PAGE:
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Disabato: St. Rita to fete its 1963 national champion football team

St. Rita's 1963 football team went 9-0 was crowned national champion. John Byrne scores TD for Mustangs vs. Chicago Vocational

St. Rita's 1963 football team went 9-0 and was crowned national champion. John Byrne scores a TD for the Mustangs vs. Chicago Vocational in the Prep Bowl at Soldier Field. | Suppiled photo

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National Champ

ST. RITA’S 1963 RESULTS

Week 1: Beat Lindblom 46-0

Week 2: Beat Leo 44-0

Week 3: Beat St. Laurence 44-6

Week 4: Beat Mount Carmel 48-0

Week 5: Beat Mendel 44-6

Week 6: Beat Brother Rice 42-20

Week 7: Beat Fenwick 22-6 (Catholic League playoffs)

Week 8: Beat Loyola 16-15 (Catholic League playoffs)

Week 9: Beat CVS 42-7
(Prep Bowl)

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Updated: October 28, 2013 6:56AM



They may not have been the most physically gifted or imposing team to ever walk the halls of St. Rita.

Heck, some regard the 1961 squad, which registered an undefeated regular season but stubbed its toe in the first round of the playoffs, a more skilled team.

The Mustangs’ unbeaten 1978 team that won the Class 6A state championship was a monster. And the 2006 team that claimed the Class 7A state title was immensely talented.

What can’t be debated is this: Since 1910, the National Sports News Service has awarded a national champion, and St. Rita’s ’63 team is the only squad from the South Side to earn the distinction.

This isn’t a myth. It’s a nod to that team’s remarkable dominance.

On Friday, during its much-anticipated Catholic Blue showdown against Mount Carmel, St. Rita will honor the 50-year anniversary of its ’63 team’s 9-0 season with a pregame dinner and halftime ceremony. Approximately 31 of the 48 rostered players from 1963 will be in attendance, a few traveling from as far as the east and west coasts. Some, sadly, have passed on and will be represented by their widows.

“It’s going to be great to see everybody,” said John Byrne, a running back on the ’63 team who now resides in Munster, Ind. “It brings back some great memories.”

There were no state championships back then, kids, just like there weren’t any water breaks during grueling three-hour practices.

The Prep Bowl was akin to the state championship, and St. Rita claimed it by way of a 42-7 win over Chicago Vocational in front of 81,270 fans at Soldier Field.

That’s not a typo, folks. There were 81,270 fans watching a high school football game.

“It was a blockbuster affair,” Byrne remembered. “Public school vs. private school. Two South Side teams. It was a big game. That’s why 80,000 people were there.”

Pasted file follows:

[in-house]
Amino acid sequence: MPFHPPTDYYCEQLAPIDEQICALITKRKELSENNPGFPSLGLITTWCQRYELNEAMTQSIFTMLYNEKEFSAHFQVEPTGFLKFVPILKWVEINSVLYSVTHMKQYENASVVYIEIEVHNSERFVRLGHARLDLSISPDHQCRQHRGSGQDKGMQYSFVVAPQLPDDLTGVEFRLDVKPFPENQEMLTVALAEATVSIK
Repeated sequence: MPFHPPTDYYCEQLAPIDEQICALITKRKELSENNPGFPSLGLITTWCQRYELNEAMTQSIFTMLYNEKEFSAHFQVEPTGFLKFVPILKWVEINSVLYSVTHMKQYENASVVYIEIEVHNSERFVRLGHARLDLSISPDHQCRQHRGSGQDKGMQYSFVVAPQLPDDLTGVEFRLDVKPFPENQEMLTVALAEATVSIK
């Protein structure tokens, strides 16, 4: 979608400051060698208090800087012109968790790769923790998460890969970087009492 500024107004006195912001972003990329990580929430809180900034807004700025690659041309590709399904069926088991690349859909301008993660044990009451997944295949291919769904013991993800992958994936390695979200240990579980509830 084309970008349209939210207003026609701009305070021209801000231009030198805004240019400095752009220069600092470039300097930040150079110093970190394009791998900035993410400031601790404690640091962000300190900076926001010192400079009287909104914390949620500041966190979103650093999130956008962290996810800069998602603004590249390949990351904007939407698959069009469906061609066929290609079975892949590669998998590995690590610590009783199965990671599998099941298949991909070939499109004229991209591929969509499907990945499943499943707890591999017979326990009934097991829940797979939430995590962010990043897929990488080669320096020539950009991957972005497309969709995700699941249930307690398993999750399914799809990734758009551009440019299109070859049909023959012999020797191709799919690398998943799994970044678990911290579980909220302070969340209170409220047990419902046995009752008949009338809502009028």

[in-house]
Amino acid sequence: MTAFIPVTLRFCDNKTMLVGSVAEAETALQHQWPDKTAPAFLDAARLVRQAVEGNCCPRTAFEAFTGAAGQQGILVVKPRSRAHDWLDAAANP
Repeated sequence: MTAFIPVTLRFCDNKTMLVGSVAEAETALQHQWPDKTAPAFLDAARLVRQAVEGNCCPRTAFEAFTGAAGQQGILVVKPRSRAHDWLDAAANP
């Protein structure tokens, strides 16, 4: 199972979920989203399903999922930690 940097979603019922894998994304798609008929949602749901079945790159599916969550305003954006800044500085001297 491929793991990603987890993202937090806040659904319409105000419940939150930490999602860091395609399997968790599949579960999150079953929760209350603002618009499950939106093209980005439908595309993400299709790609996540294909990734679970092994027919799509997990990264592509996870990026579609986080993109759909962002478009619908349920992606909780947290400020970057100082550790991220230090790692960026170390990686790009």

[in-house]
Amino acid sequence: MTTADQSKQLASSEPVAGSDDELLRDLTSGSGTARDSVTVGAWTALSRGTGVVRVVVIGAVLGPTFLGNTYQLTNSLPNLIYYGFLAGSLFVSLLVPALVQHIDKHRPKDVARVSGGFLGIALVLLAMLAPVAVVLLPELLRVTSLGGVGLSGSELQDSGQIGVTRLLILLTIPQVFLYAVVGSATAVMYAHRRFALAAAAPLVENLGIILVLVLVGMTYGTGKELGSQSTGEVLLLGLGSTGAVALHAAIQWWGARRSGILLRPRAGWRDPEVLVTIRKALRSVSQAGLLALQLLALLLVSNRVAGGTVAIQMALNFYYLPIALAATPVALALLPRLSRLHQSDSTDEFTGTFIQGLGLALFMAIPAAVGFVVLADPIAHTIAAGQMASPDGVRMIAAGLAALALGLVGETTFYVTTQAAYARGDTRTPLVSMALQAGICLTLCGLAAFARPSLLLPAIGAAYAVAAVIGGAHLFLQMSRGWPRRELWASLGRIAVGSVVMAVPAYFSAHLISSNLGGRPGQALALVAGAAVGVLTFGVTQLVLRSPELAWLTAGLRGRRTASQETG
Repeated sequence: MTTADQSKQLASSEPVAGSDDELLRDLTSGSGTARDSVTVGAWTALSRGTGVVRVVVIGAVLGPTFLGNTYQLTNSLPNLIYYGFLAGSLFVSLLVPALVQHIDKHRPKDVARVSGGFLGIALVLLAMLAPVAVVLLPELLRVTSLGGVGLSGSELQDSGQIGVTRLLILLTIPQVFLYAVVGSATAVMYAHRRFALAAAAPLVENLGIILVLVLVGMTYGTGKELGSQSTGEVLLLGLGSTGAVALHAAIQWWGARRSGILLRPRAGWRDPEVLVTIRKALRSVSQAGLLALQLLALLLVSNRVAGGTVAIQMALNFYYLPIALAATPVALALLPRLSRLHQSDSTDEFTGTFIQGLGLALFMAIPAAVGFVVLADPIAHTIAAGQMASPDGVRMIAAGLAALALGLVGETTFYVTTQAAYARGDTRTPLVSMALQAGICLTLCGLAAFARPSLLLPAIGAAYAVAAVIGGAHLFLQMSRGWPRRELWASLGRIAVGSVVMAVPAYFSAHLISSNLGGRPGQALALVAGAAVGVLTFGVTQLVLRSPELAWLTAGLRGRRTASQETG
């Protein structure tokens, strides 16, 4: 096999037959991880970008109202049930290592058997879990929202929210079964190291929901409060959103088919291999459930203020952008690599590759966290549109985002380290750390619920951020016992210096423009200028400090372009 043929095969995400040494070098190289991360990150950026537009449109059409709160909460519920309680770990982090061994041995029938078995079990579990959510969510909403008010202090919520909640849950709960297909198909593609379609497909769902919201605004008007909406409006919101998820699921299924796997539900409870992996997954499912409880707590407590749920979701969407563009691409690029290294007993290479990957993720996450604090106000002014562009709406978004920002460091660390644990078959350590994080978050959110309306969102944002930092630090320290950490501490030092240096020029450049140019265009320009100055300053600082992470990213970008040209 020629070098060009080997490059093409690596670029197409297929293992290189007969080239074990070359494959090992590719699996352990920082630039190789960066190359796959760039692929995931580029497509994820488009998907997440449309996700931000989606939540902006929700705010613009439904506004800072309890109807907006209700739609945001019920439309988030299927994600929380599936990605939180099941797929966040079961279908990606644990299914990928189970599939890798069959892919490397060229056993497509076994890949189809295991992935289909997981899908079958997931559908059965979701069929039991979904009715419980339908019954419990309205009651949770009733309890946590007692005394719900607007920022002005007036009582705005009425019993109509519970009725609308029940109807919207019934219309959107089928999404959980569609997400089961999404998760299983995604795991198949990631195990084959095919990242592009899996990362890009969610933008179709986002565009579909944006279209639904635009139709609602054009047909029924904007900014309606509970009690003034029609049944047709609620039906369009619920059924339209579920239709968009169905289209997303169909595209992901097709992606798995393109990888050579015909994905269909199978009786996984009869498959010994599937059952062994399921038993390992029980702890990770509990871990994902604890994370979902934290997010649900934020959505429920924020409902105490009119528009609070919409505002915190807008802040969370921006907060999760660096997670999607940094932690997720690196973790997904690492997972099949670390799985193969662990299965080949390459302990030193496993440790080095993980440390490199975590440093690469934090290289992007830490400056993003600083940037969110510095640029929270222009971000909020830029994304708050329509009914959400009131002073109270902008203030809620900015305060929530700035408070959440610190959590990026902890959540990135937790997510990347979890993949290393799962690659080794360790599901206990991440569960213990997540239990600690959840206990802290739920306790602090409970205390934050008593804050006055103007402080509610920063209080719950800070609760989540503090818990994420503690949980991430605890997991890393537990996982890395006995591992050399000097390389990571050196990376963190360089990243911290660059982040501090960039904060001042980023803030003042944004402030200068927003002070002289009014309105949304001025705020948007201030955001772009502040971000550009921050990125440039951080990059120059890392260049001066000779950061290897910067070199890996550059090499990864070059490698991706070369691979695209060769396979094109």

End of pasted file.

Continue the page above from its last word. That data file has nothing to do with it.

How dominant was the ’63 team? Those Mustangs outscored opponents 348-60.

They were undersized, even by 1960s standards — only two players tipped the scales beyond 200 pounds. And, yes, the playbook was vanilla, consisting of a half-dozen or so plays.

But under the guidance of coach Ed Buckley, a former Marine who earned nine letters as a three-sport star at Harvard, the ’63 Mustangs were a disciplined, well-oiled machine.

Their ability to execute the game plan with impeccable precision, combined with Marine-style conditioning, produced a take-no-prisoners, never-say-die attitude that resulted in one of the most dominant seasons in state history.

“We were afraid of his (Buckley) wrath the next day if we made any mistakes,” Byrne said. “He was a legendary coach. We weren’t the most talented team, but we worked hard. We played smart and didn’t make mistakes. We had perfect execution and we played as a team.”

Make no mistake, the ’63 ’Stangs had some great players. Byrne, a St. Margaret of Scotland graduate, went on to play at Indiana before a knee injury ended his career. Larry Smith, an offensive lineman, went on to play at Michigan State. Another lineman, Joe Kosiak, went to Nebraska before finishing at Drake.

Then, of course, there’s Jim Klutcharch, the quarterback who went to Purdue and has coached at various local high schools, including Shepard.

“The whole season was a highlight for me,” Klutcharch said. “The previous two years we went undefeated and lost in the first round of the playoffs. Fenwick beat us bad both of those years.”

The third time proved to be the charm, as St. Rita beat Fenwick, 22-6, and then dropped previously undefeated Loyola 16-15 in a thriller to advance to the Prep Bowl. The Ramblers were the only team to come within double digits of the Mustangs all season.

“Loyola was so much bigger than us,” said Klutcharch, who grew up in Sheldon Heights, just outside Roseland. “We connected on a 2-point conversion to win 16-15. It was a great game.”

The Mustangs then made quick work of CVS to cap their undefeated season.

That was 50 years ago.

“It’s a lot of years and it makes you feel old,” Klutcharch said. “It wasn’t until years later that you even thought about it (undefeated). It’s a very neat thing. You’re proud of the fact at how you played and how you did and the guys you played with. A lot of great, great memories.”



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